California Takes Another Swipe at Mandatory Arbitration AgreementsOctober 15, 2019 – Alerts
On October 10, 2019, California Gov. Gavin Newsom signed Assembly Bill 51 (AB 51) into law, prohibiting employers from requiring employees to sign mandatory arbitration agreements as a condition of employment.
AB 51 adds Section 432.6 to the Labor Code, which prohibits an employer from requiring an applicant for employment (or employee) to “waive any right, forum, or procedure” for an alleged violation of the California Fair Employment and Housing Act or Labor Code generally.
Although an employee may voluntarily consent to enter into an arbitration agreement, AB 51 prohibits arbitration agreements that require employees to “opt-out” of a waiver or take any affirmative action to avoid waiving the right to civil court. Additionally, a prevailing plaintiff under AB 51 is entitled to injunctive relief and attorneys’ fees. AB 51 applies to contracts entered into, modified, or extended on or after January 1, 2020.
Authored by Assembly Member Lorena Gonzalez, AB 51 was designed to ensure that entering into arbitration is a choice for employees, not a precondition of their employment. “When both parties choose arbitration freely, it can be a highly effective tool. But it doesn’t work when corporations say you won’t be hired unless you sign away your rights,” Gonzalez said. “This law will protect workers when employers allow discrimination, permit sexual harassment, or engage in wage theft.”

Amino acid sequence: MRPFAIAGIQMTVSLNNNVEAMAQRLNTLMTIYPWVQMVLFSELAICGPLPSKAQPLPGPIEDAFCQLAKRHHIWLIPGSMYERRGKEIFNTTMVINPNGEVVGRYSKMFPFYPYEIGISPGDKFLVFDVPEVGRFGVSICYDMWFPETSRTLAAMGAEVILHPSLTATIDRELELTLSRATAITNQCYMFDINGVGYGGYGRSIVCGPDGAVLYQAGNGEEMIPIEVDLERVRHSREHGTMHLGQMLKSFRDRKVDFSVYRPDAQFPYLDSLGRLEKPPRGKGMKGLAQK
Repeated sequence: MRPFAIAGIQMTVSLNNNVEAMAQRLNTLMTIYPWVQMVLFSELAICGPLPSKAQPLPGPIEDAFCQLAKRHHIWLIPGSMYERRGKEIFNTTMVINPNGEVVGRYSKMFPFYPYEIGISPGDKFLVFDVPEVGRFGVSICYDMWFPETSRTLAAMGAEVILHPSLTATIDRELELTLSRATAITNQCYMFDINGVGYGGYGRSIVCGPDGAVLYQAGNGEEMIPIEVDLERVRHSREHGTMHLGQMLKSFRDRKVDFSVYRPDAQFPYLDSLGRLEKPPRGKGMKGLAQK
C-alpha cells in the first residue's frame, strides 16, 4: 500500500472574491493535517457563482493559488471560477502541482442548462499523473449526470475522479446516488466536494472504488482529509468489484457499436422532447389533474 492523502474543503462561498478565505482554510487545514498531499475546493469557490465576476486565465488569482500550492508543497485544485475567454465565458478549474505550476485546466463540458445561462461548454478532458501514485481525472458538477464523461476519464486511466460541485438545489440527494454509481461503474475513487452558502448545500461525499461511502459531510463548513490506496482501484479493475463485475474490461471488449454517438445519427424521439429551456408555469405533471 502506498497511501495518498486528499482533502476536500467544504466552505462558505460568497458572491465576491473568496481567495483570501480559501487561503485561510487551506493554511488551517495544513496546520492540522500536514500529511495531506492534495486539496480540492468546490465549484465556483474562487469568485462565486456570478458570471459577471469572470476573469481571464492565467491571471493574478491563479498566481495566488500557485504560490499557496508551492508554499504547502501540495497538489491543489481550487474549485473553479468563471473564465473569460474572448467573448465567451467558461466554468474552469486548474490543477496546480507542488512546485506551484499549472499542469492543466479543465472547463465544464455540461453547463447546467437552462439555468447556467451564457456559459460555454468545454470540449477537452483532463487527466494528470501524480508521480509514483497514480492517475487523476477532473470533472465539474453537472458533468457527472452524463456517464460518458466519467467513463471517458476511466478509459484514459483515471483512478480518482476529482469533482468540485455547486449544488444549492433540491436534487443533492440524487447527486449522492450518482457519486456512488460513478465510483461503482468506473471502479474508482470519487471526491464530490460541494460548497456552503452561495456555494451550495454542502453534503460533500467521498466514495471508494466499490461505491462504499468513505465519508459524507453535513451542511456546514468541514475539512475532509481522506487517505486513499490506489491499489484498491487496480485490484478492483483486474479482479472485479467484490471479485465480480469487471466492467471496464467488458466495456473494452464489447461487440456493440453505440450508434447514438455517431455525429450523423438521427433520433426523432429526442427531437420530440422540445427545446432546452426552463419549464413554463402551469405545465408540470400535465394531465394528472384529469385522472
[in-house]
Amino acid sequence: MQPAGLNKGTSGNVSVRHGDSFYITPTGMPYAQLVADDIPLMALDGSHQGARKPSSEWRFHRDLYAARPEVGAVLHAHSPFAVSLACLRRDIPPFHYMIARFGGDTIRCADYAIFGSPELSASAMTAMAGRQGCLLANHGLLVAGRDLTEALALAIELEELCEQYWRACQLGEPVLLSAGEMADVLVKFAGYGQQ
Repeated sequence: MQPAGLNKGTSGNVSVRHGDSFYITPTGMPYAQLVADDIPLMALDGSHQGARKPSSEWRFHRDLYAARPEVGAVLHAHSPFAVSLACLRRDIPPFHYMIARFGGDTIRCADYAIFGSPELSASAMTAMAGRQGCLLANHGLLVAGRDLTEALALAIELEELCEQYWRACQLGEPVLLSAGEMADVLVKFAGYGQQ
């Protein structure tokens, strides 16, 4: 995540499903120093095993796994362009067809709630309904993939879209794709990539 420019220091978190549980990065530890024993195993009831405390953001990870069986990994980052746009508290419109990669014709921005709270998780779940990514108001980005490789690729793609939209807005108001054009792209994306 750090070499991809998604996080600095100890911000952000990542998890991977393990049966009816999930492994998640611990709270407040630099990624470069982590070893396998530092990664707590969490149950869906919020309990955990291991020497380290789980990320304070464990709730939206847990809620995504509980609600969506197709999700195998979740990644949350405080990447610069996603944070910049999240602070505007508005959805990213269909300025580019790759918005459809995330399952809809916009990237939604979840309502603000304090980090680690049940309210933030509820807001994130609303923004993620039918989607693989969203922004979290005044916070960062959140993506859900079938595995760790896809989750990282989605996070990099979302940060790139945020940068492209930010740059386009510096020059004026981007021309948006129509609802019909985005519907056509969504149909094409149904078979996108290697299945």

Despite these lofty ideals, the passage of AB 51 is likely to conflict with U.S. Supreme Court precedent holding that the Federal Arbitration Act preempts state law regarding the enforceability of arbitration agreements. Indeed, former Gov. Jerry Brown vetoed two similar bills prohibiting mandatory arbitration agreements, AB 465 (2015) and AB 3080 (2018), on the premise that states must follow the FAA and the Supreme Court's interpretation of the Act.
Despite the near certainty of court challenges to the enforceability of AB 51, which will likely take years to resolve, companies should consult with counsel over the continued use of mandatory arbitration agreements in employment agreements.